Chris Froome is back on his bike 10 weeks after the crash which hospitalised him at this year's Critérium du Dauphiné.
The four-time Tour de France winner lost four pints of blood and suffered fractures to his femur, elbow, sternum and vertebra and was placed in intensive care after crashing during a recon of the stage four time trial course at the French race.
Since then, Froome has undertaken an arduous rehabilitation, saying the only goal he's set himself is to return to full fitness in time for the Tour de France 2020, where he will target a record-equalling fifth Tour victory.
The 34-year-old was back on the indoor trainer, pedalling with just his good leg, six weeks after the crash, but is now back on his bike.
A video posted to Twitter shows the rider interacting with fans in Nice and explaining to them what happened with his crash.
Team Ineos confirmed to Cycling Weekly that Froome has completed a couple of short track sessions, with the video in question filmed at the track, but that so far this is the limit of his riding.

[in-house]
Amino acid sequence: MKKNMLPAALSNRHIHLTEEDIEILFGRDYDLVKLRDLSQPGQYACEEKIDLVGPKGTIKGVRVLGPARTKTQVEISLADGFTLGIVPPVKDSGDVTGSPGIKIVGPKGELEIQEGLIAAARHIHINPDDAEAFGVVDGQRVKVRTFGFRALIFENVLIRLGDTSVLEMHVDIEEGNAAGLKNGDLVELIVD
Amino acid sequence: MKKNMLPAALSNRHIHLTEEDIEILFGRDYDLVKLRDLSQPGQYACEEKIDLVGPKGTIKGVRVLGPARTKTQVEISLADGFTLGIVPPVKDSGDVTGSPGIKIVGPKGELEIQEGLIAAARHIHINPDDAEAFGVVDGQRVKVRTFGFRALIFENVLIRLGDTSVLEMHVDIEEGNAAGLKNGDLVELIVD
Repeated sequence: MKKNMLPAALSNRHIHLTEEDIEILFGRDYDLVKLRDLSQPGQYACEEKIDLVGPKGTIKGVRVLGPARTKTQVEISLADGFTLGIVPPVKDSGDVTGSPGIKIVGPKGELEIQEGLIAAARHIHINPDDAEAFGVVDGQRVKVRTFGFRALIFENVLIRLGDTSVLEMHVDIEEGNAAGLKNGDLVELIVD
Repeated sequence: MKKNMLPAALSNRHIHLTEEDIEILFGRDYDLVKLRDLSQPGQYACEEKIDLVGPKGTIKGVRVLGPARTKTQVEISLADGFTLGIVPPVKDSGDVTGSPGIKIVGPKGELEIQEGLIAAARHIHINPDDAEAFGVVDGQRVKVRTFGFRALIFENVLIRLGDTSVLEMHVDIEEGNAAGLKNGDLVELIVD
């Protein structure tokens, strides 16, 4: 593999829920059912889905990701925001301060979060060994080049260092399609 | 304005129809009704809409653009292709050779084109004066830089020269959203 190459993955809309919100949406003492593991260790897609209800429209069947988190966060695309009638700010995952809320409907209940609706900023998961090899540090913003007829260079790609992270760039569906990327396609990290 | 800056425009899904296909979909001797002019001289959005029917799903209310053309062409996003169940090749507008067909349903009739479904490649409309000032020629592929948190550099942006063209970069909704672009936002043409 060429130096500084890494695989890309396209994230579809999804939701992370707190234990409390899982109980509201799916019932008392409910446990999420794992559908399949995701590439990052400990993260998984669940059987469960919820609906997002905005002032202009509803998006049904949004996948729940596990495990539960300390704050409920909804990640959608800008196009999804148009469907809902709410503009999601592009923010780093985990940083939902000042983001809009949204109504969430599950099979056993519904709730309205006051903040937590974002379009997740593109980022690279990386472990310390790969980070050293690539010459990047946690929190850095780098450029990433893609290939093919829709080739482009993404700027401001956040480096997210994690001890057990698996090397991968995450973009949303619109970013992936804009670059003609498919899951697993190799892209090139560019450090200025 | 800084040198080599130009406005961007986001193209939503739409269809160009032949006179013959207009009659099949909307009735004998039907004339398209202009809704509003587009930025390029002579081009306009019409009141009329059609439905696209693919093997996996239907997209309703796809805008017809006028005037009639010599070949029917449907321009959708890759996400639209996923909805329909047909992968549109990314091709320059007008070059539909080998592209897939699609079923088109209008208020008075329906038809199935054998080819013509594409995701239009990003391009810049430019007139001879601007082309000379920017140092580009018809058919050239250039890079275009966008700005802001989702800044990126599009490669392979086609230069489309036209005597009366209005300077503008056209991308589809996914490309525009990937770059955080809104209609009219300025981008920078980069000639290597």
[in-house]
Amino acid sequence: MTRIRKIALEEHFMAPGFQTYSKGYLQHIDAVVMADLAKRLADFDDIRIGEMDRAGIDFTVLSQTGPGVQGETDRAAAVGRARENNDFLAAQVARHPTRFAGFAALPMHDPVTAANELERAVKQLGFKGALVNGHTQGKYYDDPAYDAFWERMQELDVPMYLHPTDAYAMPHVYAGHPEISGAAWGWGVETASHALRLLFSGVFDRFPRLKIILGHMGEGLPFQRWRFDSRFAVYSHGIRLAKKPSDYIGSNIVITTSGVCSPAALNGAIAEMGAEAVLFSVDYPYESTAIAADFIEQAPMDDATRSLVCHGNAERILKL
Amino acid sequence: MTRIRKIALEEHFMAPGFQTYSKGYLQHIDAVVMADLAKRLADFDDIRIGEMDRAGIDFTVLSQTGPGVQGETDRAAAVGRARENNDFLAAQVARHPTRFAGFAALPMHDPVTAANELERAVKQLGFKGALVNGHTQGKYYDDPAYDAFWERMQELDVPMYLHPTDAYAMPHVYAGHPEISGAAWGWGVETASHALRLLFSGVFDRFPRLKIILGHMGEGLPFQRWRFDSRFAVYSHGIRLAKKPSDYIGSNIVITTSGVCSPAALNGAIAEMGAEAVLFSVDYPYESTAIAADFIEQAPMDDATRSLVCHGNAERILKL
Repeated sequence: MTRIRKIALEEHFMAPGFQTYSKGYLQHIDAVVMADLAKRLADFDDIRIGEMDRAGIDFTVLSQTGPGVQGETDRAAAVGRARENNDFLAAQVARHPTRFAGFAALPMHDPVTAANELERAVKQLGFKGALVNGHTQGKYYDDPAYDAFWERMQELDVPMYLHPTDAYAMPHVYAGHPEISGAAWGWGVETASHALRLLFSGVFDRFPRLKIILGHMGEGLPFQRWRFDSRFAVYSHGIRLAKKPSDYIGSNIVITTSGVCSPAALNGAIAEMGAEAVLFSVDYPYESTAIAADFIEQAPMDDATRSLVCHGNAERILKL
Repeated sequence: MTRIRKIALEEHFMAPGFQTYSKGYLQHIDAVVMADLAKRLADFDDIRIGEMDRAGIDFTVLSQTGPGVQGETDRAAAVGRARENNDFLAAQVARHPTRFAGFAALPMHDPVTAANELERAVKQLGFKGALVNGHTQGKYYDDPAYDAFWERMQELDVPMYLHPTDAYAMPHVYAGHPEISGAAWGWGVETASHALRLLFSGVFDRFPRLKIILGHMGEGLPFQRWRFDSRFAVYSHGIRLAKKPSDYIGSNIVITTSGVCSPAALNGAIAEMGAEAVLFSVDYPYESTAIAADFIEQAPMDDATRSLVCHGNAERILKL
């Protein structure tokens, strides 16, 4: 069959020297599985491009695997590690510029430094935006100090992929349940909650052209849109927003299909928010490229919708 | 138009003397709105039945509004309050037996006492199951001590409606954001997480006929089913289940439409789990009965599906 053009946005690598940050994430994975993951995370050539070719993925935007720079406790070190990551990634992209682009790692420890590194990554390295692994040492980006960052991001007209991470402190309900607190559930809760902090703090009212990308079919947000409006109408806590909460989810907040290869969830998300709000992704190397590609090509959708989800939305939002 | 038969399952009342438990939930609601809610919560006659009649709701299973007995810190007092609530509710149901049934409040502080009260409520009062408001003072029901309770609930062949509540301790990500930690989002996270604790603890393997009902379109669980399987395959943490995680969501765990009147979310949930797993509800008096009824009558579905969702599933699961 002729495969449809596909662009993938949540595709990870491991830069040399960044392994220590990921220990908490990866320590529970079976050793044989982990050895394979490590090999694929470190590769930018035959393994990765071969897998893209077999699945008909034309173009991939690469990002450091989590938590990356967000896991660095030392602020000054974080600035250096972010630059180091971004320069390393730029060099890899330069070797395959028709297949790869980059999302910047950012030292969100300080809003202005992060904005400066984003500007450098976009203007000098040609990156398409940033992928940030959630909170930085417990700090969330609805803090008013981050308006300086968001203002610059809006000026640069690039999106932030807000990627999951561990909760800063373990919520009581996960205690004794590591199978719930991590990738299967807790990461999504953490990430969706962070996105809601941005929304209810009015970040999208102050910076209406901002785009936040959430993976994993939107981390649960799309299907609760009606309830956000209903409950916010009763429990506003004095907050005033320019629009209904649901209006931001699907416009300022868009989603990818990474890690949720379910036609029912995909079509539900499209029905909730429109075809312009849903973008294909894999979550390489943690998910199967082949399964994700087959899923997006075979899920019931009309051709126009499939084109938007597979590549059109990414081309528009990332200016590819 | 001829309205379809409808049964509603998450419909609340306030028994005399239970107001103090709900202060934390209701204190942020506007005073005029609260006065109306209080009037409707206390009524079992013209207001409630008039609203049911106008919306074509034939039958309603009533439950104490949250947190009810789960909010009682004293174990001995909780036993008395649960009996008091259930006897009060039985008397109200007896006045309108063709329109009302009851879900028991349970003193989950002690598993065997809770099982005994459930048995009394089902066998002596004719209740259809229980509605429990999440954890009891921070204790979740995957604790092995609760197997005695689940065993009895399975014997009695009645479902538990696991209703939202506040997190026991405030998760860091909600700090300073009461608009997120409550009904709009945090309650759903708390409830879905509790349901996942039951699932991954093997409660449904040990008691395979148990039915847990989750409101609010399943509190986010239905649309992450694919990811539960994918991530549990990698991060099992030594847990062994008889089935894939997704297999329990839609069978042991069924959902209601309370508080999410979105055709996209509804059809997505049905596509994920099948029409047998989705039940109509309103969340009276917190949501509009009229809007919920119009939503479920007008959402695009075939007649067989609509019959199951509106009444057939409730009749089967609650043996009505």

The Brit is not yet able to return to open, public roads, with Froome clarifying this to a fan who thought he'd spotted him out on a training ride.
Despite being off the bike, Froome still managed to secure a Grand Tour, being handed the 2011 Vuelta a España after Juan José Cobo was stripped of the title following a doping violation.
When Froome returns to racing, he will face stiff competition for top billing in a stacked Ineos squad. At his last Tour de France in 2018, he had to watch team-mate Geraint Thomas climb up to the top step of the podium after securing a shock victory, and after Egan Bernal won this year's race the British squad will boast three former winners of the French Grand Tour.
That's before including Richard Carapaz, the Giro d'Italia 2019, who has been heavily rumoured to be moving to Ineos from Movistar ahead of the 2020 season.
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Hi. I'm Cycling Weekly's Weekend Editor. I like writing offbeat features and eating too much bread when working out on the road at bike races.
Before joining Cycling Weekly I worked at The Tab and I've also written for Vice, Time Out, and worked freelance for The Telegraph (I know, but I needed the money at the time so let me live).
I also worked for ITV Cycling between 2011-2018 on their Tour de France and Vuelta a España coverage. Sometimes I'd be helping the producers make the programme and other times I'd be getting the lunches. Just in case you were wondering - Phil Liggett and Paul Sherwen had the same ham sandwich every day, it was great.
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